As open source has continued to advance and become a ubiquitous component of the software industry substrate, it has inevitably intersected with commercial software businesses and models. This collision has been bumpy at times, sometimes predictably and other times less so. This talk offers an insider’s view on what that intersection looks like, how we should think about it and what we might expect in future.
OK, I have a tendency to talk too fast, because I’m a fake New Yorker, I lived there for 20 years and they taught me to talk too quickly, so if I do start to go too fast, someone yell at me, I’m not going to mind. How’s everybody today? Are our brains foggy? That’s a perfect time for me to be here. Some context for folks who don’t know me, I’m not nearly as old as Mike or Bryan, I think I’m younger than Bryan or anyone who used to work at Sun in this room. I see you. Ah, there’s that sound. But I started programming when I was like 8 or 9, and I started programming full time for money when I was 14. So despite my youth, I’ve been at this in a while. This talk is something about open source, but something about just software in general. Two lifetimes ago, I worked as a developer, writing code in biotech, which is weird. Did convolutional before we called it machine learning. Given my background where I’m from, I’m Donald duck. I work at a small firm out of London, we invest in early stage companies, so that basically means for a couple of people up through your first cohort of users or customers.
On the whole, I specifically invest in what I call software infrastructure, not — and software infrastructure on the whole is open source.
About half the companies I work with actually are open source. The original title of this talk was. The Problem With Money and now it’s The Problems with Money because I kept coming up with new problems.
I have no idea how I’m going to be on time, but I will try. I’ll probably be a little fast. Can I get a show of hands. How many people here think they understand how venture capital works?
It’s actually a small show of hands. All right. Can I get a volunteer to get up and give me two sentences? Justin, get up and give me two sentences. I’m.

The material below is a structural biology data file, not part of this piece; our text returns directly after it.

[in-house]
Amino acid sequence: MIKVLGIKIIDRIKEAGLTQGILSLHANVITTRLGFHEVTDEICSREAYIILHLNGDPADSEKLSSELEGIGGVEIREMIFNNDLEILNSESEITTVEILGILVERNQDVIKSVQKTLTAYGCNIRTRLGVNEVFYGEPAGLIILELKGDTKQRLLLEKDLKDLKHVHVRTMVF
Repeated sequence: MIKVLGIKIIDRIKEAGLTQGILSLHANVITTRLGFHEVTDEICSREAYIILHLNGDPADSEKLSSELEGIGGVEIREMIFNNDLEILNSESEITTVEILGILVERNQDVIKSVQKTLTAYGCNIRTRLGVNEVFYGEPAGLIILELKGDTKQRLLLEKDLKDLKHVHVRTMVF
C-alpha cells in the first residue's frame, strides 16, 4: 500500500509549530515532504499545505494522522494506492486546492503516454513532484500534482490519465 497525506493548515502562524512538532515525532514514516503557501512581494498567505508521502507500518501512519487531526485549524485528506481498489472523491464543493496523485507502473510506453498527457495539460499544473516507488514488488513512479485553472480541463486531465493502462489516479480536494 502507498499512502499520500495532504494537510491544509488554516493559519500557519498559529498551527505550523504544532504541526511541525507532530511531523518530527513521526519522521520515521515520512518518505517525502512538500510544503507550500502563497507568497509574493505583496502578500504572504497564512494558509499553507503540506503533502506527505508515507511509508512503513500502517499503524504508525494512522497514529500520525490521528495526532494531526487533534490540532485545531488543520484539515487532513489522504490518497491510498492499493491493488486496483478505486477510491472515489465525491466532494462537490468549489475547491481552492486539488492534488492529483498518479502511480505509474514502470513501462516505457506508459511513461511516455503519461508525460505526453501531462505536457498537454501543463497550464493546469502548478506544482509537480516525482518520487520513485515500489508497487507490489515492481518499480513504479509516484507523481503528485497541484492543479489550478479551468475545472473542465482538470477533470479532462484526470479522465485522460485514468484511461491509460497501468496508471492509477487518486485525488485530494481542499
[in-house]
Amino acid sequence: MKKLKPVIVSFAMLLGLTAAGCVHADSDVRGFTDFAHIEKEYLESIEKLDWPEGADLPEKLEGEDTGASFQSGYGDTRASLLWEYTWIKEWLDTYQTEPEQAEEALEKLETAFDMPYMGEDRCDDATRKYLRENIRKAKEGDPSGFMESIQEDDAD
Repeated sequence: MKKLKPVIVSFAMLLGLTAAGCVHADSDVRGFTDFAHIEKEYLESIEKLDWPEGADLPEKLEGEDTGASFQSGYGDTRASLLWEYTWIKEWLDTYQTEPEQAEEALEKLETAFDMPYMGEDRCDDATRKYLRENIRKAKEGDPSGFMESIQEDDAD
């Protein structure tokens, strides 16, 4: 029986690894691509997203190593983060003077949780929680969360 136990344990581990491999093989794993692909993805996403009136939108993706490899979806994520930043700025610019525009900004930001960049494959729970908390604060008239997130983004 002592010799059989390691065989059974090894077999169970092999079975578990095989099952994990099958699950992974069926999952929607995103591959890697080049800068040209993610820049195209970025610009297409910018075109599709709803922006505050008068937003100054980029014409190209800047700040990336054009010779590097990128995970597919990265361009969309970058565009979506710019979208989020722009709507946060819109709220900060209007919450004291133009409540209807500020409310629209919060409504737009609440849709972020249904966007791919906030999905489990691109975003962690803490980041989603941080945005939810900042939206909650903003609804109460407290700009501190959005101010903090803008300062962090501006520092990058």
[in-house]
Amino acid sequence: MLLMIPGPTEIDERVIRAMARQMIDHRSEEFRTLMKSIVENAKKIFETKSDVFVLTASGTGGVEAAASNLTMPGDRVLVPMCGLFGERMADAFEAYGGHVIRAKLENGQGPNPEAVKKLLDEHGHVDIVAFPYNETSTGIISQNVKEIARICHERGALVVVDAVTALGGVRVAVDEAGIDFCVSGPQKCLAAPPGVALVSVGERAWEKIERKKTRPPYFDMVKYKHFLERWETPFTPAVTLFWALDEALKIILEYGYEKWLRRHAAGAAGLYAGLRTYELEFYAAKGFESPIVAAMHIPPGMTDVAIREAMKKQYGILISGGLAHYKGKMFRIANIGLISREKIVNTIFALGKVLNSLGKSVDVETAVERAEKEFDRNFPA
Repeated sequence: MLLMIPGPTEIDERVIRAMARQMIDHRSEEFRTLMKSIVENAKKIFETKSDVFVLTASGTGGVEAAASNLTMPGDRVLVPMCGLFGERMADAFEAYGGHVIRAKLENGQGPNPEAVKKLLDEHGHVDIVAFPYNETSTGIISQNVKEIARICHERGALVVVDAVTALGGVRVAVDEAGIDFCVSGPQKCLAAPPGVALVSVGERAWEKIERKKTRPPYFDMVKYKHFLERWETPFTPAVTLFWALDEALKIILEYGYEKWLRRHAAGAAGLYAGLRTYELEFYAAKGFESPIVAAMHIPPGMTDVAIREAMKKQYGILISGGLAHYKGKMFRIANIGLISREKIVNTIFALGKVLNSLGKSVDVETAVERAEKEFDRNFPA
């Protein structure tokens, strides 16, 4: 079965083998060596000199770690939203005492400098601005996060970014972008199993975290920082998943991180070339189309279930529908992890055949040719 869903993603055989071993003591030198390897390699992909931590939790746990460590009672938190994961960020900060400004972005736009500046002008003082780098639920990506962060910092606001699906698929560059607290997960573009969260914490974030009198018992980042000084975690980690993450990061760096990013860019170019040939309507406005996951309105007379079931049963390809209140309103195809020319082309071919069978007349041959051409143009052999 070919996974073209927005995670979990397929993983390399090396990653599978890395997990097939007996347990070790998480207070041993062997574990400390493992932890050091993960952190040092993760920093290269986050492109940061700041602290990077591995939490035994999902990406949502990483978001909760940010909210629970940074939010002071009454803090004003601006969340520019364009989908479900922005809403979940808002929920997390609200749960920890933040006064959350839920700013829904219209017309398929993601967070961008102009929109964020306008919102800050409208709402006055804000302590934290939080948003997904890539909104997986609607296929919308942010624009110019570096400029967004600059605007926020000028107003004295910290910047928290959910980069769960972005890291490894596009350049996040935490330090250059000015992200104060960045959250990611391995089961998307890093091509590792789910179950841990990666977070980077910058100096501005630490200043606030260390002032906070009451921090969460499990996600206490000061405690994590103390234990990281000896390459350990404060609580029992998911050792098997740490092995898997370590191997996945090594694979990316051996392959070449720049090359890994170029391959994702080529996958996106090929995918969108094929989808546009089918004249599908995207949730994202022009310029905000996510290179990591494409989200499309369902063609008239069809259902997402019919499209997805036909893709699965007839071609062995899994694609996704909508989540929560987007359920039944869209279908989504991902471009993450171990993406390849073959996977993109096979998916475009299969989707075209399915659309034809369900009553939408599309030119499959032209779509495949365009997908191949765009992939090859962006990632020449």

>> Two sentences, spend other people’s money and buy lottery tickets.
>> That’s pretty good, actually!
>> Is that and try really hard to buy the same one that everyone else is buying, but sometimes before they do.
>> That’s it. Spend other people’s money to buy lottery tickets and try really hard to spend that money on things that other people are not spending money on. That’s pretty good. I will go a little further. This might be more than you want to know, but it’s going to be useful context. By the way, my speaker’s notes, it says slash ask for volunteers, which I did.
So there’s some money sitting in a pot somewhere. That pot comes from your parents’ pension plan, your kids’ universities’ endowment, the largest mutual company on the eastern seaboard, which I happen to know a lot about for some reason.
The purpose of that money is to turn into additional money. And that additional money goes to fund pension plans. It goes to fund universities’ endowments and programs. It goes to fund life insurance policies for generations.
So despite all the people who do this job and there are a lot of jokers who do this job, it is actually a very serious job. There are a lot of other pots of money too. Some of them are your local rich family. Some of them are a dubious sovereign nation that has a bad record in human rights. If you take money from VCs, you should ask them where their money comes from. You might be surprised.
A tiny sliver of this money goes into — one or two digets, sub5%. Primarily because it’s considered an alternative investment. By the way, I hope you don’t get tired of this GIF, because it’s going to be up here for a while.
Alternatives are putting your money SMP etc. Startups on the whole are extremely risky. They go to zero. Most of the stories you hear in the news are if they go to zero, there’s a huge lawsuit and a crime, or people become billionaires but that’s like .0001% or something like that. Everything else is effectively OK, and OK is almost the same as going to 0, from the perspective of people who put money into the system.
So if that’s true, that means that the things that don’t go to 0 have to be huge.
This is my favorite one. So the way these facts trickle down to someone like me, where it is my job, I am paid to make investments and paid to spend other people’s money on lottery tickets, is that I need investments that generate a metric fuck ton of money. Also in the form of another bigger company minus item that I invested in, in that fuck ton of money.
My job is to return money to my investors. The pension funds, etc. And not just return the money they gave me, but return it in multiples, right?
If I do my job correctly, the expectation is that for every dollar they give me, I give them back — if I’m on the low end, 2 or 3. If I’m on the high end, 10-plus. If I’m in the top percentile of venture capitalists, I will give them back a hundred dollars for every dollar they give me, or more. So if I invest in 20 companies, my expectation is that the vast majority of them are going to fail or go to zero, and one if I’m lucky will do really well. That means that for that to be true, what I need from the companies, what I need from the founders, which if you remember, I invest in software infrastructure, those founders are on the whole developers, and the software is on the whole open source. What I need from those founding teams and those products and that software is that they become huge. Right? That they want to build a business, and that everyone and everything involved really, really, really wants to get a metric fuck ton of money, you might see the problem in the setup there.